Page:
ABSTRACT: Little is known about the onset and degree of biochemical and functional alterations in calcium metabolism during microgravity.
To evaluate the effect of microgravity on intestinal calcium absorption and calcium-regulating hormones under metabolic ward conditions.
Fractional calcium absorption (Fc240 in percentage of dose administered) was determined pre-flight, in-flight and post-flight, by use of a stable strontium test in one cosmonaut who spent 20 days in space. Moreover, a sequence of blood samples was collected for the determination of serum parathyroid hormone (PTH), 25-hydroxyvitamin D, calcitriol and serum C-telopeptide (CTx, biomarker of bone resorption) levels. During all periods of data collection, calcium intake was held constant at a minimum level of 1.000 mg day(-1) and a daily supplement of 16.6 microg vitamin D2 was given. Personal ultraviolet (UV) light exposure was measured during the whole mission using a biologically weighting UV dosimeter.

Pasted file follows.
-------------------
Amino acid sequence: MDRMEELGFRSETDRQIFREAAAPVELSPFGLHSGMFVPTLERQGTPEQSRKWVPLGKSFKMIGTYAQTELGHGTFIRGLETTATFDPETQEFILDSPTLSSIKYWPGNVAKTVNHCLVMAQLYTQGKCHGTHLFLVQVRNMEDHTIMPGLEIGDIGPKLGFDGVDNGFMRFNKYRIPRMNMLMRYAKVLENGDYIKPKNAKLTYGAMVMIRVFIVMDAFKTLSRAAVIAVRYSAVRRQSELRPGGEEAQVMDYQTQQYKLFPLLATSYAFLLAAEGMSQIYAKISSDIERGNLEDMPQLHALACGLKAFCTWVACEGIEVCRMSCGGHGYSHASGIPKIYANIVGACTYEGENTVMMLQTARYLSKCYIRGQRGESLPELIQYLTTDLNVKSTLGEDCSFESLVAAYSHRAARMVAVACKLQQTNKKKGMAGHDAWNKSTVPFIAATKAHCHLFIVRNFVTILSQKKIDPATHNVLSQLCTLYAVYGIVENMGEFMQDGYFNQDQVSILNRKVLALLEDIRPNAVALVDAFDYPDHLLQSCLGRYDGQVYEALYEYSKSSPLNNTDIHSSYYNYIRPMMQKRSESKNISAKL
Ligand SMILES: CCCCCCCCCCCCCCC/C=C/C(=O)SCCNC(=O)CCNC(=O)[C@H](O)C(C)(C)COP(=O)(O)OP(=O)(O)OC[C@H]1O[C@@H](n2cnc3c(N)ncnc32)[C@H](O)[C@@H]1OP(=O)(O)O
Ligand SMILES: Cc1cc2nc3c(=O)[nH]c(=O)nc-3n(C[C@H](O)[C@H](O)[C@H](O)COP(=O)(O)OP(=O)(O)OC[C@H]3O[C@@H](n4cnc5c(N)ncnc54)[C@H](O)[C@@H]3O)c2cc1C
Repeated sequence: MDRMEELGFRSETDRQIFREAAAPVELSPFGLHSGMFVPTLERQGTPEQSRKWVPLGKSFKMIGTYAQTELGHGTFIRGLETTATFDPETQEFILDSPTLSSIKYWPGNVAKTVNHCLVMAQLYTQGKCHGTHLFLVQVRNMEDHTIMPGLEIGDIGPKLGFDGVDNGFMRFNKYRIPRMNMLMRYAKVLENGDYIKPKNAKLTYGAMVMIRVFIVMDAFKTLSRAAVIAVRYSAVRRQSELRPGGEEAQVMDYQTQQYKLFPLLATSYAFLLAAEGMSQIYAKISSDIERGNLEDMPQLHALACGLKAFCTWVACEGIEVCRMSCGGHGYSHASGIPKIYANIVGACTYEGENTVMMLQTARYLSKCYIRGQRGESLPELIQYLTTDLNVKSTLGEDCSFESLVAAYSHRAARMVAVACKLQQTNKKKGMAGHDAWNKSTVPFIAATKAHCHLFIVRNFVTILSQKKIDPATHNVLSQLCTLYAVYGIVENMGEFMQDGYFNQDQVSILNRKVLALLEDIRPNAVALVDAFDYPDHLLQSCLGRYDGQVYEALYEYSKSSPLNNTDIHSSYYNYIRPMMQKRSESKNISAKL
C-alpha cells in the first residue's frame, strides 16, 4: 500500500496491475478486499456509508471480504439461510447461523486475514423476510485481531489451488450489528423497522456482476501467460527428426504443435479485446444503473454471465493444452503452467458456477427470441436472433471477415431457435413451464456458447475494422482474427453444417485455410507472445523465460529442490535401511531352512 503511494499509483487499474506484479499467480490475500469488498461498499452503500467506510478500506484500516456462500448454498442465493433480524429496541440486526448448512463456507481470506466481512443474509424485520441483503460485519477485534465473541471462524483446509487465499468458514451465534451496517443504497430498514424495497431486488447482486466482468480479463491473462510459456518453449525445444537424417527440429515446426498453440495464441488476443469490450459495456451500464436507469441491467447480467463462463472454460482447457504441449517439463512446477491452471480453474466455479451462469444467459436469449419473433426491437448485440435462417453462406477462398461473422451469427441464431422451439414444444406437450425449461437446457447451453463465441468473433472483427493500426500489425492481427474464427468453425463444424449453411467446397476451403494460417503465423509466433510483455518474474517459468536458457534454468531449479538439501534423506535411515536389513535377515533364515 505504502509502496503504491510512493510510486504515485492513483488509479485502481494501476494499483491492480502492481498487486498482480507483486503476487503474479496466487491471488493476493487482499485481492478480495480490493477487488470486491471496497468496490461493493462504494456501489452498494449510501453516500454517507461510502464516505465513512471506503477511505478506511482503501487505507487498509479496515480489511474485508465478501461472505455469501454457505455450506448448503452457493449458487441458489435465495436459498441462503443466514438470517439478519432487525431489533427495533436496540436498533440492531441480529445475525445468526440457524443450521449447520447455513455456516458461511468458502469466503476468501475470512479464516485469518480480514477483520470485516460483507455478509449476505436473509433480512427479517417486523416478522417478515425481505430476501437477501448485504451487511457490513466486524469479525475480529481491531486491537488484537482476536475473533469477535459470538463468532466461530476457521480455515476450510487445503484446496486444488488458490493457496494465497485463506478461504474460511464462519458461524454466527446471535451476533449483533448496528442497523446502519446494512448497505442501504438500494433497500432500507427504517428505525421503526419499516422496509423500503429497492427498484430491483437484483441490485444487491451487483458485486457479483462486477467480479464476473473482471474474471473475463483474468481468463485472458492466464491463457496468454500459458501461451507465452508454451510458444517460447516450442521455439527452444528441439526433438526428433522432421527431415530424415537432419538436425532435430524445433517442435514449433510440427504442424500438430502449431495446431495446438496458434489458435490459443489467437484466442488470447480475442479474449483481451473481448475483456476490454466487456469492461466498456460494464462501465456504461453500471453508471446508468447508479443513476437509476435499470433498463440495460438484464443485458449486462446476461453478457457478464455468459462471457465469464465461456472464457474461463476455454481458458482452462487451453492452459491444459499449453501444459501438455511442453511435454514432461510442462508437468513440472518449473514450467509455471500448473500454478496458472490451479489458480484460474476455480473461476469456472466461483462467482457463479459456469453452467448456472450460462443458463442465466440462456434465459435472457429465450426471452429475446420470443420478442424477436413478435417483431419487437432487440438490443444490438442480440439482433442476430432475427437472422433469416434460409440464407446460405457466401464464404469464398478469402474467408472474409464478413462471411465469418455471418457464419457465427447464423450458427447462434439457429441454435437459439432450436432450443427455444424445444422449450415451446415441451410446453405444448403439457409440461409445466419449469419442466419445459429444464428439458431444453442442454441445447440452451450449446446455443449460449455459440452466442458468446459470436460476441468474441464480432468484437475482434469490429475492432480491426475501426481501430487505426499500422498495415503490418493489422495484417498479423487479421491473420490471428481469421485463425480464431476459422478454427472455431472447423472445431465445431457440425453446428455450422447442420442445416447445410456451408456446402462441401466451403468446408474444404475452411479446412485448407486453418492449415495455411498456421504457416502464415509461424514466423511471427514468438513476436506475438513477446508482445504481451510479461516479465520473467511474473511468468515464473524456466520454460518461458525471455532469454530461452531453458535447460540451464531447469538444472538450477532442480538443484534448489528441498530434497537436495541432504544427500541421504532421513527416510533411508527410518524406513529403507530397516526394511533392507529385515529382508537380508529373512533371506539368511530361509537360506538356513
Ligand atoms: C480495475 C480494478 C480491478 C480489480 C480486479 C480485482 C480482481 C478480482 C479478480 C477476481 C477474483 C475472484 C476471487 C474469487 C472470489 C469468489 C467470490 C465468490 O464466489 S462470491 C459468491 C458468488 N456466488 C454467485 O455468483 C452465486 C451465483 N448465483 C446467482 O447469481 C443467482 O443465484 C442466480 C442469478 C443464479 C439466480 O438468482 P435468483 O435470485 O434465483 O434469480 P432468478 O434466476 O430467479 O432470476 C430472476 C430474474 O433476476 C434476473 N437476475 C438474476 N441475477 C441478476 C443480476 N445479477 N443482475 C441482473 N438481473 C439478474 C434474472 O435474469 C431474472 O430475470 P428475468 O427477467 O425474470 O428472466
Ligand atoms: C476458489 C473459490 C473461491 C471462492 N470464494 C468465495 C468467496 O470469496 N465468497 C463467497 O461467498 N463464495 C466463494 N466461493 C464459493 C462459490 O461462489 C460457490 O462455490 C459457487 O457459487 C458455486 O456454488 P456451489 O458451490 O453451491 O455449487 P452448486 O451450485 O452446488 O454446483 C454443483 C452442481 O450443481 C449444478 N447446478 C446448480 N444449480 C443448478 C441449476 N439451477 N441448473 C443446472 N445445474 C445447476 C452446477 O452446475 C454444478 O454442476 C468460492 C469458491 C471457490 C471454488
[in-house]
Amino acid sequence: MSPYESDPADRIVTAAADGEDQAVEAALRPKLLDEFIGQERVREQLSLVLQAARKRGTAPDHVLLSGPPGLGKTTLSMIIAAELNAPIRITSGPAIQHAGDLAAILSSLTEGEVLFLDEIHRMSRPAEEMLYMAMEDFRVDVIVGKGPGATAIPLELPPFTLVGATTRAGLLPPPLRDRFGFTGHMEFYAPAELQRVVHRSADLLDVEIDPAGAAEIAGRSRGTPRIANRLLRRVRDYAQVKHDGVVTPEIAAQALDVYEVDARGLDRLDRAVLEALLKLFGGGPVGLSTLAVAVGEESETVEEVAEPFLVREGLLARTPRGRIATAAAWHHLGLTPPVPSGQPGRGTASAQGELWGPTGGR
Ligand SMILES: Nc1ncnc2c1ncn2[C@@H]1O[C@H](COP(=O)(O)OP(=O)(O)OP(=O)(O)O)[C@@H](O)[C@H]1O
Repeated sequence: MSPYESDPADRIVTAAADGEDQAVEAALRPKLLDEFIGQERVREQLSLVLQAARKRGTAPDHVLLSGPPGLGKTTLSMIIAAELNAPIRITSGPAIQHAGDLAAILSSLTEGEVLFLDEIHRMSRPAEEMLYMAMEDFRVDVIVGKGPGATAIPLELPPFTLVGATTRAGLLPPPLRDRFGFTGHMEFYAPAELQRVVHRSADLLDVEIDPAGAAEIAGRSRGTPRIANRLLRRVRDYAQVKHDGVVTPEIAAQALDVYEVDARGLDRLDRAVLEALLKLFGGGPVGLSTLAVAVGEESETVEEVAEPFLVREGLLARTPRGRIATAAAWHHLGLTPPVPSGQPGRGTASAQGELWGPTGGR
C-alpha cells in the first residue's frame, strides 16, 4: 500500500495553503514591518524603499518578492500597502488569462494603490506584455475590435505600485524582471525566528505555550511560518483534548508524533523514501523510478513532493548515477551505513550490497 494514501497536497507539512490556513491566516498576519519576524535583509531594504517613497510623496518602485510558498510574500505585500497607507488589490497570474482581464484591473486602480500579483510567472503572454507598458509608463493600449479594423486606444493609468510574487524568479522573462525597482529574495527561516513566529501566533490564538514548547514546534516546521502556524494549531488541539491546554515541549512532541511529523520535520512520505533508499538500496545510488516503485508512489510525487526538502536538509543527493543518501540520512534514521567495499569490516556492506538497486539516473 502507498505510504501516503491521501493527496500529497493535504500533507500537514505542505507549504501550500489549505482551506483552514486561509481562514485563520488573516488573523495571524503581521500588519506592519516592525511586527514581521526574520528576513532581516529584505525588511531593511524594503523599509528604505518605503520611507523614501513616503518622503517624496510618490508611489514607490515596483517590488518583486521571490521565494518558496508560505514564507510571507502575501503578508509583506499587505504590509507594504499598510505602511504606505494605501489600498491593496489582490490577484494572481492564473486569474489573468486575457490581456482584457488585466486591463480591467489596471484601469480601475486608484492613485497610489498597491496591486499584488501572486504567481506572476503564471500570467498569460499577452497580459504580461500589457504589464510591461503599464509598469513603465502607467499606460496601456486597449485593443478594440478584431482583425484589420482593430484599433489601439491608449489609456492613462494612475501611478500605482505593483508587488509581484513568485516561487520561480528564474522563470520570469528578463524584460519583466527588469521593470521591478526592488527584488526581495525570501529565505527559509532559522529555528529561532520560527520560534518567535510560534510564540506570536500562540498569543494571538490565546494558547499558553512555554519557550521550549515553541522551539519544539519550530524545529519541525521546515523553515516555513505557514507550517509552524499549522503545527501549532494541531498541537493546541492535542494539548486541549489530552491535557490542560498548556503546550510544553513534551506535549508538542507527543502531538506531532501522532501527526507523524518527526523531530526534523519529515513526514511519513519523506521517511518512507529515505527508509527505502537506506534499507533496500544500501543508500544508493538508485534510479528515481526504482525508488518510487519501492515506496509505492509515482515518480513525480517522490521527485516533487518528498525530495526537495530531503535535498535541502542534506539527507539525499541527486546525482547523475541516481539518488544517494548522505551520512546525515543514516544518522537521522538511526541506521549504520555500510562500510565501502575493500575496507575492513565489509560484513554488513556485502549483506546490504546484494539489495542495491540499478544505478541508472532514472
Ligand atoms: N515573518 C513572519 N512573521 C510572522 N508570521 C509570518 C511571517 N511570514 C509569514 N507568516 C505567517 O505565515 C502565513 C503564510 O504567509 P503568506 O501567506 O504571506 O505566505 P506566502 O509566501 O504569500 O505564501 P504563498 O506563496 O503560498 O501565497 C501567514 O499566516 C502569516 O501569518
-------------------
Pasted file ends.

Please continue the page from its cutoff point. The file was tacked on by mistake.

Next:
Fc240 was markedly reduced on flight day 19 (4.4%) as compared to pre-flight and post-flight data (13.4% and 17.2%, respectively). Serum calcitriol levels fell from 40.6 pg mL(-1) (mean pre-flight level) to 1.3 pg mL(-1) on flight day 18 and returned into the normal range after recovery. Serum CTx increased during the flight, while serum PTH and 25-hydroxyvitamin D levels did not change significantly.
Intestinal calcium absorption can be diminished after only three weeks of microgravity. Changes are associated with a severe suppression of circulating calcitriol levels, but are independent of exogenous vitamin D supply and serum PTH levels.
European Journal of Clinical Investigation 01/2001; 30(12):1036-43. · 3.02 Impact Factor
19th Annual International Gravitational Physiology Meeting, Rome, Italy, 1998;
European Journal of Clinical Investigation. 30(2000-12):1036-1043.
Bilanzsymposium Forschung unter Weltraumbedingungen, Norderney, Germany, 21.-23. September 1998;